The next couple weeks will mostly be devoted to studying for my exams (my exams are June 5, 6, and 7). June will be a pretty busy month for me overall. After my exams are over, Justin and I are headed to Indiana for a wedding and plan to stay the weekend. I'm looking forward to getting out of town and seeing some old friends! The weekend after that, I'm headed back to Indiana for my sister-in-law's baby shower!!! DID I MENTION I'M GOING TO BE AN AUNT!!?? The baby (it's a girl!) is due at the end of August and I couldn't be more excited for my brother and his wife.

The week after the baby shower, Justin and I are taking the youth group to Grand Rapids, MI, for a mission trip for a week. That pretty much wraps up June for us! We are planning a camping trip in July with some good friends of ours from Indiana (who are getting married in August back in Indiana, so we will be headed back that way toward the end of the summer!). And, at some point, I will need to do my oral defense for my prelim exams, but I'm not sure when that will happen yet.

One of the biggest things that has happened in the past six months is that Justin and I adopted a retired racing greyhound from a rescue in Michigan! We got her on December 29, 2016 and she brings so much joy to our house. Her racing name was DS Sapphire and Justin and I changed it to Ruby Soho (from the Rancid song - listen to it here!). She will be three years old in August and she is one of a litter of ten (and all of her siblings are named after gemstones, as well). She is such a sweet girl and loves to snuggle and be close to us. I babysat for a family in grad school who had a greyhound and I loved her and always knew I wanted to adopt one. Plus, greyhounds are great for people with allergies (like me) because they don't have undercoats (but this always makes them more susceptible to the weather, so Ruby always wears a sweater in the winter). She doesn't bark, sheds minimally, and loves to run and play at the dog park. We love her!

After Justin and I adopted Ruby Soho, my friend Sara and her husband decided to adopt her sister (DS Opal, now called Sadie). They love to play together, and Ruby is even going to stay with Sadie while Justin and I are in Grand Rapids in June. Interested in adopting a greyhound? Follow this link to learn more about the organization that Ruby and Sadie were adopted from.

So that's about it for now! Enjoy some adorable pictures of my sweet greyhound! Oh, and it you want to see more of Ruby Soho, you can check out the Instagram account Justin and I created when we adopted her: Ruby Soho Instagram.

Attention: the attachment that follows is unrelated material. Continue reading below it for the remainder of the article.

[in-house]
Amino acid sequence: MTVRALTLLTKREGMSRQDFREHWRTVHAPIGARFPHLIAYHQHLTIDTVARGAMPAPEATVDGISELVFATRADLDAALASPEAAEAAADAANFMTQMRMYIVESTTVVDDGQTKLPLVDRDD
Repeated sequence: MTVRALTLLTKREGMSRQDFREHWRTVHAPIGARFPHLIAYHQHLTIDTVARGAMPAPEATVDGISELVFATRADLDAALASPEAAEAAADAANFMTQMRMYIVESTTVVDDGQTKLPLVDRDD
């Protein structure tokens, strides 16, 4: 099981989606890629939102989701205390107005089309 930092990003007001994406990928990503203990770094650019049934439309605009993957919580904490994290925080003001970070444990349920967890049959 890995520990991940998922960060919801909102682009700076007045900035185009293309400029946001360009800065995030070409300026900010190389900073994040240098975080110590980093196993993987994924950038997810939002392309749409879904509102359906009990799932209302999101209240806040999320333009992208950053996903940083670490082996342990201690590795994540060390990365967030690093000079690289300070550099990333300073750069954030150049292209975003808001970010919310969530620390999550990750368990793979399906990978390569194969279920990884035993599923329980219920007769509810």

She frequently loses control of her tongue.

They like to take naps.

When I'm making the bed and Ruby Soho can't take a hint that she might be in the way.

She sleeps anywhere and everywhere.

Ruby loves to play!

Waiting patiently for a treat.

Welcome to our family, Ruby Soho! ©Bradley Austin Photography

Friday, February 17, 2017

A Celebration of Life

Last Friday, I celebrated my 28th birthday. The following day, we celebrated the life of my best friend at her memorial service. It was a bittersweet weekend, but I was grateful to have been surrounded by family and friends who helped me remember how beautiful life can be even in the midst of tragedy.

Justin and I traveled back to Indiana on Friday and spent the afternoon going to my favorite antique shops with my dad. My dad bought me a fabulous book from James Whitcomb Riley that was published in 1940 but looked like it hadn't ever been opened. My great grandmother loved James Whitcomb Riley and would talk about his poetry with me often. She even gave me some of his poetry collections that she had kept throughout her life, the pages wonderfully yellowed with time and creased with years of use. The book was the perfect gift.

Later that evening, the whole family had dinner together and then gathered at my parents' house for cake. It was strange being back in the town where Cohen and I grew up together, knowing that I would be saying goodbye to her one last time the next day. As I walked to the various shops downtown with my dad and Justin, I just remembered all the times Cohen and I had walked those streets together.

Cohen's celebration of life was beautiful and heart-wrenching. Justin and I arrived early and walked into the sanctuary of the church. Photographs of Cohen were in a slideshow on the projector screen: a photo of her with Justin and I on our wedding day, one of us with our moms at her sister's baby shower, my favorite photo of her with me and my brothers. We had 17 years of memories together, and I think it finally sank in for the first time that we wouldn't be able to make any more.